TORONTO (miningweekly.com) – Canada's Western Potash Corp (WPC) is looking for a buyer for its potash project in Saskatchewan, and has identified 22 parties that could be interested, corporate development VP John Costigan said in Toronto this week.
Building a new potash mine is a costly and time-consuming business, which is something that the junior company believes is best left to others, he said.
The firm has only had talks with two potential buyers from its hot list to date, but talks so far have been “very fruitful”, Costigan said at an investment seminar hosted by Proactive Investors.
The process will likely accelerate once the company comes out next month with a scoping study for its flagship Milestone solution-mining project.
There are “several interested parties” waiting for the outcome of the scoping study and, once it is ready, WPC plans to begin marketing efforts in earnest, particularly in Europe and Asia, Costigan said.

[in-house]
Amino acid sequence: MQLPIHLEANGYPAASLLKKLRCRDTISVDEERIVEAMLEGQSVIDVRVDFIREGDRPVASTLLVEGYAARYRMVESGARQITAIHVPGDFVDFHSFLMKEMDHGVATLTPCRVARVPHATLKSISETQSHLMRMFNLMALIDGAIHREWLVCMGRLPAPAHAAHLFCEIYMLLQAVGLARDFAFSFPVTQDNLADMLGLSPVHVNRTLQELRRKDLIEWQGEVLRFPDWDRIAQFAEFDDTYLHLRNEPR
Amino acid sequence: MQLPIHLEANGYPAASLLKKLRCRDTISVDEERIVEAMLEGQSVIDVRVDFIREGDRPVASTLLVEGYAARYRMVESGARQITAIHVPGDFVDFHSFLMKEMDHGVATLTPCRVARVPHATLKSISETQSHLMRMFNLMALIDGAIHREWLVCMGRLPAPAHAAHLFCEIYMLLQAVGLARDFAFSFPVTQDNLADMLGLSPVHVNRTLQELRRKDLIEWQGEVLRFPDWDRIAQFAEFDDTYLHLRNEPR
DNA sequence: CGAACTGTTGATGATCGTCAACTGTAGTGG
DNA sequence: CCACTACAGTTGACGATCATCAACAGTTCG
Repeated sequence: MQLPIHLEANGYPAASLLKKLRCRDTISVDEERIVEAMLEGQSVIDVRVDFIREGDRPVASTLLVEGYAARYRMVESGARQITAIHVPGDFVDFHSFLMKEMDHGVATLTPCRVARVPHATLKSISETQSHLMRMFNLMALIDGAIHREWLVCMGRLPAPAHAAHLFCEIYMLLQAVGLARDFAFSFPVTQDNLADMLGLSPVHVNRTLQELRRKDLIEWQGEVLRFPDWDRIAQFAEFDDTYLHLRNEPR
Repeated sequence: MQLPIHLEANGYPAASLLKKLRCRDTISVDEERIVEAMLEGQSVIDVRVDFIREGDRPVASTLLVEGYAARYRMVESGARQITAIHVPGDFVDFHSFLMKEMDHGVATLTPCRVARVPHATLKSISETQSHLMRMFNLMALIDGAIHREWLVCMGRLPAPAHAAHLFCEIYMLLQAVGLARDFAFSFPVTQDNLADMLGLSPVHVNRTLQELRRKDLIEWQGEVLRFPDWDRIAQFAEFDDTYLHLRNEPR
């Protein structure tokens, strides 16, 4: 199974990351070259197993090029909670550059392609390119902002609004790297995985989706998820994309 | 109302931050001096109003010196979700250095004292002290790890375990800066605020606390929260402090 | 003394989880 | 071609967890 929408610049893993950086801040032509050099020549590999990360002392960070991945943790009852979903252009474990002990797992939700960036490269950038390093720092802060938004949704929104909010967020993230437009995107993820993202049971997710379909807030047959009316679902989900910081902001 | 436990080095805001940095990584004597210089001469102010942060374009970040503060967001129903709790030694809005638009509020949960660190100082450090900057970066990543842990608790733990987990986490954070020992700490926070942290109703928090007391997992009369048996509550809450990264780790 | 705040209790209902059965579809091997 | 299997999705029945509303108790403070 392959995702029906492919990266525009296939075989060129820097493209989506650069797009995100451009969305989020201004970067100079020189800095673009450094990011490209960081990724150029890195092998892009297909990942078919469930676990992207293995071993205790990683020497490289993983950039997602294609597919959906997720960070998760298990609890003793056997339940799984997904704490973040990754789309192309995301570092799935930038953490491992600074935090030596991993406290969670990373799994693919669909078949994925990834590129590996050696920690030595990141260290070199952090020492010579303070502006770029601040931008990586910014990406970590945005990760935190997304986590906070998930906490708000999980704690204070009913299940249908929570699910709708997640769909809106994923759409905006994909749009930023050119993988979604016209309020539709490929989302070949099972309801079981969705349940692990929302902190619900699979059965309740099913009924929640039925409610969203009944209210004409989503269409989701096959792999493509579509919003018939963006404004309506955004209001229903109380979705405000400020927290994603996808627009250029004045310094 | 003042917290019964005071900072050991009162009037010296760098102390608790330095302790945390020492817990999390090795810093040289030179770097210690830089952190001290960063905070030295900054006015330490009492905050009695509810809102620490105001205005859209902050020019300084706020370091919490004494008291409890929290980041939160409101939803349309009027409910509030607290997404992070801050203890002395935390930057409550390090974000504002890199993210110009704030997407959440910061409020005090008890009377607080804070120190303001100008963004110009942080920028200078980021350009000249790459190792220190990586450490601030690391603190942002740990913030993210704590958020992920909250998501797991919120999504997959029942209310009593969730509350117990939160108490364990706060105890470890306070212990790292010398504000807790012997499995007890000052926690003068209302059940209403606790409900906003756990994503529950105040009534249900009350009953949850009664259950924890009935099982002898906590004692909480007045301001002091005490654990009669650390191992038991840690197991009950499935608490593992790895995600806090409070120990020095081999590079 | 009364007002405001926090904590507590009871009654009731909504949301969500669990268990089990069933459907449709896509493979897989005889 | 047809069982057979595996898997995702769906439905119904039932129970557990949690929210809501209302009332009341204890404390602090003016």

The global potash industry is closely held, but a number of large miners, including the two biggest – BHP Billiton and Vale– have made it clear that they want to become serious producers of the crop nutrient.
BHP Billiton bought another Canadian junior, Athabasca Potash, earlier this year, and both BHP and Vale have property adjacent to the Milestone project.
WPC published a new NI 43-101 resource estimate in June, in which it outlined 41-million tons of measured resource, 133-million tons of indicated resource, and 560-million tons of inferred resource.
The project has a potash resource to support production of three-million tons a year for some 50 years, Costigan said.
Environmental baseline studies and environmental-impact assessment work are under way, and the company is also looking at ways to reduce energy costs by cogeneration or alternative power sources.
It has been more than three decades since a new potash mine started production in Canada.
Shares in WPC slid 2,27% on Wednesday, to C$0,43 apiece by 15:44 in Toronto.
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